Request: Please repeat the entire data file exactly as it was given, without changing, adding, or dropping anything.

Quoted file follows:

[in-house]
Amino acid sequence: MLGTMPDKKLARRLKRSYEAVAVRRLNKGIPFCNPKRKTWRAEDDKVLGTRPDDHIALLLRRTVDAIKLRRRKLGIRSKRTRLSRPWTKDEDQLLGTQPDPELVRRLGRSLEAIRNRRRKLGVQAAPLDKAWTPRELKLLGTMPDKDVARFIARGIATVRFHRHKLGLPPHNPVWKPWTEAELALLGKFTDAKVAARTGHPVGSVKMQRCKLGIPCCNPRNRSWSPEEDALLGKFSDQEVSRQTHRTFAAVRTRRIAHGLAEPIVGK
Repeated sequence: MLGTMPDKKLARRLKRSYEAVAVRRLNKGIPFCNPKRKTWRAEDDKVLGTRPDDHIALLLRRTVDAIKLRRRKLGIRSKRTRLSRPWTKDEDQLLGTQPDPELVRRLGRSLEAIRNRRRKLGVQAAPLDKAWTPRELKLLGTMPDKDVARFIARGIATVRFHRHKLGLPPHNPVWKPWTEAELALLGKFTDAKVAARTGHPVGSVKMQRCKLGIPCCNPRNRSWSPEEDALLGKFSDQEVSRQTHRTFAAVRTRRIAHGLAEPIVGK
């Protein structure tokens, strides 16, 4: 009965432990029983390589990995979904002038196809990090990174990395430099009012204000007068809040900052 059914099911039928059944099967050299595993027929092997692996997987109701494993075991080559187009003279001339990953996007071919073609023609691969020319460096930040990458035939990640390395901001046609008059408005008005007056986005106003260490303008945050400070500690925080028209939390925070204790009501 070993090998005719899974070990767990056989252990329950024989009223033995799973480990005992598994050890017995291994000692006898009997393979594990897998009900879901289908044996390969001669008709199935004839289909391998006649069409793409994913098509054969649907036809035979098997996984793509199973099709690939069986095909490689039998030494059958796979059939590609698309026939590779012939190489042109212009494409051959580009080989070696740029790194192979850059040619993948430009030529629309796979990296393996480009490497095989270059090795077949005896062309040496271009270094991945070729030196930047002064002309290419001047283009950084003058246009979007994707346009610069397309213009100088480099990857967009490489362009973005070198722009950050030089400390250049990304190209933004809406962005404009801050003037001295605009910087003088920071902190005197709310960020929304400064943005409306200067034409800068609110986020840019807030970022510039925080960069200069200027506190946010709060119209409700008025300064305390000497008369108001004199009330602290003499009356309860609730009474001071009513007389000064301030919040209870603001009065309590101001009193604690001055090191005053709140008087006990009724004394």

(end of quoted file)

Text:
[in-house]
Amino acid sequence: MLGTMPDKKLARRLKRSYEAVAVRRLNKGIPFCNPKRKTWRAEDDKVLGTRPDDHIALLLRRTVDAIKLRRRKLGIRSKRTRLSRPWTKDEDQLLGTQPDPELVRRLGRSLEAIRNRRRKLGVQAAPLDKAWTPRELKLLGTMPDKDVARFIARGIATVRFHRHKLGLPPHNPVWKPWTEAELALLGKFTDAKVAARTGHPVGSVKMQRCKLGIPCCNPRNRSWSPEEDALLGKFSDQEVSRQTHRTFAAVRTRRIAHGLAEPIVGK
Repeated sequence: MLGTMPDKKLARRLKRSYEAVAVRRLNKGIPFCNPKRKTWRAEDDKVLGTRPDDHIALLLRRTVDAIKLRRRKLGIRSKRTRLSRPWTKDEDQLLGTQPDPELVRRLGRSLEAIRNRRRKLGVQAAPLDKAWTPRELKLLGTMPDKDVARFIARGIATVRFHRHKLGLPPHNPVWKPWTEAELALLGKFTDAKVAARTGHPVGSVKMQRCKLGIPCCNPRNRSWSPEEDALLGKFSDQEVSRQTHRTFAAVRTRRIAHGLAEPIVGK
């Protein structure tokens, strides 16, 4: 009965432990029983390589990995979904002038196809990090990174990395430099009012204000007068809040900052 059914099911039928059944099967050299595993027929092997692996997987109701494993075991080559187009003279001339990953996007071919073609023609691969020319460096930040990458035939990640390395901001046609008059408005008005007056986005106003260490303008945050400070500690925080028209939390925070204790009501 070993090998005719899974070990767990056989252990329950024989009223033995799973480990005992598994050890017995291994000692006898009997393979594990897998009900879901289908044996390969001669008709199935004839289909391998006649069409793409994913098509054969649907036809035979098997996984793509199973099709690939069986095909490689039998030494059958796979059939590609698309026939590779012939190489042109212009494409051959580009080989070696740029790194192979850059040619993948430009030529629309796979990296393996480009490497095989270059090795077949005896062309040496271009270094991945070729030196930047002064002309290419001047283009950084003058246009979007994707346009610069397309213009100088480099990857967009490489362009973005070198722009950050030089400390250049990304190209933004809406962005404009801050003037001295605009910087003088920071902190005197709310960020929304400064943005409306200067034409800068609110986020840019807030970022510039925080960069200069200027506190946010709060119209409700008025300064305390000497008369108001004199009330602290003499009356309860609730009474001071009513007389000064301030919040209870603001009065309590101001009193604690001055090191005053709140008087006990009724004394």